Rather than relying on an EU that hasn't passed a law protecting worker's rights since 1997, we now HAVE to beat the Tories here in the UK. Progressives need to get their act together and cooperate. Electoral pacts & electoral reform are long overdue.
Also, every permanent resident should get citizenship and full voting rights in the country they reside. Current free movement policy goes against the principle of "no taxation without representation".
A one sized fits all approach has been slanted toward French farmer's needs. The CAP pays our wealthiest landowners to clear woodland hills and scrubland which helps flood our towns and villages. The EU dumps surplus produce on world markets causing African farmers to lose their livelyhoods. There is little environmental in specialisation of agriculture and the added air miles of produce travelling throughout Europe.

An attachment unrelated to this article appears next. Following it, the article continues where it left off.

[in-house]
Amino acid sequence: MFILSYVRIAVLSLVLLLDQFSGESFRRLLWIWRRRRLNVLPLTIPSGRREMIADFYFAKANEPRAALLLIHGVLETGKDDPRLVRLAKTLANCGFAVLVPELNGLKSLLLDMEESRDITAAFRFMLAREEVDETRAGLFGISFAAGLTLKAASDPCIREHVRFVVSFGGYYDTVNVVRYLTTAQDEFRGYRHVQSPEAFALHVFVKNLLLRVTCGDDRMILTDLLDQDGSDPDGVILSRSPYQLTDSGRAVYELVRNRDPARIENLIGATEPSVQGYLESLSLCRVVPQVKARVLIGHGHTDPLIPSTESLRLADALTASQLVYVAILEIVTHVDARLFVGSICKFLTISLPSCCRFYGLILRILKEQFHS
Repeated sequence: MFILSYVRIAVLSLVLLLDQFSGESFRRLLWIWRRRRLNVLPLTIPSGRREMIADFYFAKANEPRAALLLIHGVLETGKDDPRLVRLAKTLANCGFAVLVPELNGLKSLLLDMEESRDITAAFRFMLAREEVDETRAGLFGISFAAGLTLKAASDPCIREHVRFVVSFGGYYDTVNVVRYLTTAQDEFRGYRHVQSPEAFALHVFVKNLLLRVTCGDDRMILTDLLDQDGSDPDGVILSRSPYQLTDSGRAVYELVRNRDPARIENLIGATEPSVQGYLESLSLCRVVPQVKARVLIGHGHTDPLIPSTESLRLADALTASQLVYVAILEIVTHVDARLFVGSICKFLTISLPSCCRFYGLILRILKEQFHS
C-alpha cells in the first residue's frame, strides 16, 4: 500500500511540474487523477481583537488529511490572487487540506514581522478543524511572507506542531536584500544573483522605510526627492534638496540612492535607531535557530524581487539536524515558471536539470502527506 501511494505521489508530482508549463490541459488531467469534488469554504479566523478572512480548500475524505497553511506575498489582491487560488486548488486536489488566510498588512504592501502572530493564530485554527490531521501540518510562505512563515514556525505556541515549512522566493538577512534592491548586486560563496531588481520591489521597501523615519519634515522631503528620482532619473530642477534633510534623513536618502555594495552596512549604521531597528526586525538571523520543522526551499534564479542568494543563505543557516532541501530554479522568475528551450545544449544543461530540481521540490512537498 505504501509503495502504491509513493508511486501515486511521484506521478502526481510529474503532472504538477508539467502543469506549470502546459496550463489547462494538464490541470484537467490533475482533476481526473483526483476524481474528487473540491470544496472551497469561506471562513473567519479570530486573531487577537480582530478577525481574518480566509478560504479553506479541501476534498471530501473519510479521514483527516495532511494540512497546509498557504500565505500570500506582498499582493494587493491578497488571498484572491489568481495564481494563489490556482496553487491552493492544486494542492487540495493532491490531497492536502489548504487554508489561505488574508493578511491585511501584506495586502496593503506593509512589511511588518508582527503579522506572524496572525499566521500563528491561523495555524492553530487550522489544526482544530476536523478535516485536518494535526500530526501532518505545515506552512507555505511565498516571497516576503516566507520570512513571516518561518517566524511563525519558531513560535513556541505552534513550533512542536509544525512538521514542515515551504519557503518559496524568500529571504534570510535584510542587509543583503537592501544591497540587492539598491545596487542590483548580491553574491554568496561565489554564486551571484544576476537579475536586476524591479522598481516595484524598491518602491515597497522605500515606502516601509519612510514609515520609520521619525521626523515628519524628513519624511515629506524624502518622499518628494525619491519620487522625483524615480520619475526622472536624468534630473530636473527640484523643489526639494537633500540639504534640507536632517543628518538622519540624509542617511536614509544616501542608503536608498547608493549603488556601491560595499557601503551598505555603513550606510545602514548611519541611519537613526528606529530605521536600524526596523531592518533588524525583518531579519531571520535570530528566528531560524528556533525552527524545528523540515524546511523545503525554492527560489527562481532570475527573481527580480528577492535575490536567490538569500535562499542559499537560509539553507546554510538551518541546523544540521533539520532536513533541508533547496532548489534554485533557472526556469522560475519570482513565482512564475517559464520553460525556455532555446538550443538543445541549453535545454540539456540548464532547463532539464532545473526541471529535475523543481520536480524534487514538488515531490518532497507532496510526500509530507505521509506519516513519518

9. The Beginning Of The End For UKIP.
UKIP have our biggest contingent of MEPs and their scrapping will cost UKIP millions. Farage has resigned perhaps in anticipation that the long term future for UKIP is bleak. They now have no reason to exist.
10. Maximum Chaos In The Tory Party.
Although it may not look like it at the moment, the Tories will have real problems from Brexit. The final four years of this parliament will be dominated by it, with little room for anything else. We need a general election soon, but there is little chance the Tories will concede one. The Tories have lost their big scapegoat, yet leaving the EU in 2019 means they are still bound by it's laws until then.